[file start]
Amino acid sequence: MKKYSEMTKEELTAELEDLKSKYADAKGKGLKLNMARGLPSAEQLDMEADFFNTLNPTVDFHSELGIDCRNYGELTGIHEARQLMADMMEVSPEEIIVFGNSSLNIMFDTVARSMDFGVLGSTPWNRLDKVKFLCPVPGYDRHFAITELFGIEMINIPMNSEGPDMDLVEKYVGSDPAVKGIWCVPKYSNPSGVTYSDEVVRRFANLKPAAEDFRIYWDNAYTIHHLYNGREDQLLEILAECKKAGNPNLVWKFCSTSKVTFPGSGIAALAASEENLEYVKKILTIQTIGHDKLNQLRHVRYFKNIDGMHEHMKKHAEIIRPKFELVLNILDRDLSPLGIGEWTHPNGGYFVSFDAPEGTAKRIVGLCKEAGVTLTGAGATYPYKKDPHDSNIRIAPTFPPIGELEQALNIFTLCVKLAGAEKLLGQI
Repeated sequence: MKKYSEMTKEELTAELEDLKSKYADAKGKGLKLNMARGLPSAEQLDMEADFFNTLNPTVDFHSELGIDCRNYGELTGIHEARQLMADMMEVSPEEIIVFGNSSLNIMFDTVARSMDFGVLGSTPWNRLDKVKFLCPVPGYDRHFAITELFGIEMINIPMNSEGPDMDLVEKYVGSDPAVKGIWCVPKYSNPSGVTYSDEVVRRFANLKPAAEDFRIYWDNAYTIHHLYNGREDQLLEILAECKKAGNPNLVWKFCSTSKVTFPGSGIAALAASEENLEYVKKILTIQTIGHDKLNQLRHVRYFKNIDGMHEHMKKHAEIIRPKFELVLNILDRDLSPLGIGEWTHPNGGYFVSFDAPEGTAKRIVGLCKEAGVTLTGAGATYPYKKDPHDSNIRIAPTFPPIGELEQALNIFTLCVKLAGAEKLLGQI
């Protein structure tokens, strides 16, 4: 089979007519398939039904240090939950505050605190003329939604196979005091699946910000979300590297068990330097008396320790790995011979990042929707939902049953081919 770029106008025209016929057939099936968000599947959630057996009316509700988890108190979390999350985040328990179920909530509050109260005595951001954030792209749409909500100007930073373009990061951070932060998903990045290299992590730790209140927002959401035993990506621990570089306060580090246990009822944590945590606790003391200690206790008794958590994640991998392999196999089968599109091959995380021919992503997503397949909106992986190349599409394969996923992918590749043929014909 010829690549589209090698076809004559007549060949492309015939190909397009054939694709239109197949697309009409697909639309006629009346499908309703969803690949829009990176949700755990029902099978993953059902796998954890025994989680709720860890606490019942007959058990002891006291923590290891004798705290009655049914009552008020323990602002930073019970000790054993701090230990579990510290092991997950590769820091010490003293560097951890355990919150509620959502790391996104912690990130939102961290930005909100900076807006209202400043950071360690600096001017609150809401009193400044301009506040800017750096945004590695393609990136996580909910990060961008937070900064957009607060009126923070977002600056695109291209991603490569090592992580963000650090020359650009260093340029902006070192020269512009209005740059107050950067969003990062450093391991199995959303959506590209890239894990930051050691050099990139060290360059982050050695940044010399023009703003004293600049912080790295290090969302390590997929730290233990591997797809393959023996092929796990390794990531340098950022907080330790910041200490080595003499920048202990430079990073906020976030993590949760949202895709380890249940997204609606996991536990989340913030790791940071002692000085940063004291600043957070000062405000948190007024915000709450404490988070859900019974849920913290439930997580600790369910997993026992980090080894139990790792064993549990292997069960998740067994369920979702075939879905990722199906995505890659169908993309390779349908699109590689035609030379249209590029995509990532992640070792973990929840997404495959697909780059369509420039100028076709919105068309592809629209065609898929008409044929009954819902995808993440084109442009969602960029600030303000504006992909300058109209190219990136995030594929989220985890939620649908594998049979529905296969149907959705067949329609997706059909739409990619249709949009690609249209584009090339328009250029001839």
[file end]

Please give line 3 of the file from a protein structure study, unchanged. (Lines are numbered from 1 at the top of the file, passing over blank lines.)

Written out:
């Protein structure tokens, strides 16, 4: 089979007519398939039904240090939950505050605190003329939604196979005091699946910000979300590297068990330097008396320790790995011979990042929707939902049953081919 770029106008025209016929057939099936968000599947959630057996009316509700988890108190979390999350985040328990179920909530509050109260005595951001954030792209749409909500100007930073373009990061951070932060998903990045290299992590730790209140927002959401035993990506621990570089306060580090246990009822944590945590606790003391200690206790008794958590994640991998392999196999089968599109091959995380021919992503997503397949909106992986190349599409394969996923992918590749043929014909 010829690549589209090698076809004559007549060949492309015939190909397009054939694709239109197949697309009409697909639309006629009346499908309703969803690949829009990176949700755990029902099978993953059902796998954890025994989680709720860890606490019942007959058990002891006291923590290891004798705290009655049914009552008020323990602002930073019970000790054993701090230990579990510290092991997950590769820091010490003293560097951890355990919150509620959502790391996104912690990130939102961290930005909100900076807006209202400043950071360690600096001017609150809401009193400044301009506040800017750096945004590695393609990136996580909910990060961008937070900064957009607060009126923070977002600056695109291209991603490569090592992580963000650090020359650009260093340029902006070192020269512009209005740059107050950067969003990062450093391991199995959303959506590209890239894990930051050691050099990139060290360059982050050695940044010399023009703003004293600049912080790295290090969302390590997929730290233990591997797809393959023996092929796990390794990531340098950022907080330790910041200490080595003499920048202990430079990073906020976030993590949760949202895709380890249940997204609606996991536990989340913030790791940071002692000085940063004291600043957070000062405000948190007024915000709450404490988070859900019974849920913290439930997580600790369910997993026992980090080894139990790792064993549990292997069960998740067994369920979702075939879905990722199906995505890659169908993309390779349908699109590689035609030379249209590029995509990532992640070792973990929840997404495959697909780059369509420039100028076709919105068309592809629209065609898929008409044929009954819902995808993440084109442009969602960029600030303000504006992909300058109209190219990136995030594929989220985890939620649908594998049979529905296969149907959705067949329609997706059909739409990619249709949009690609249209584009090339328009250029001839």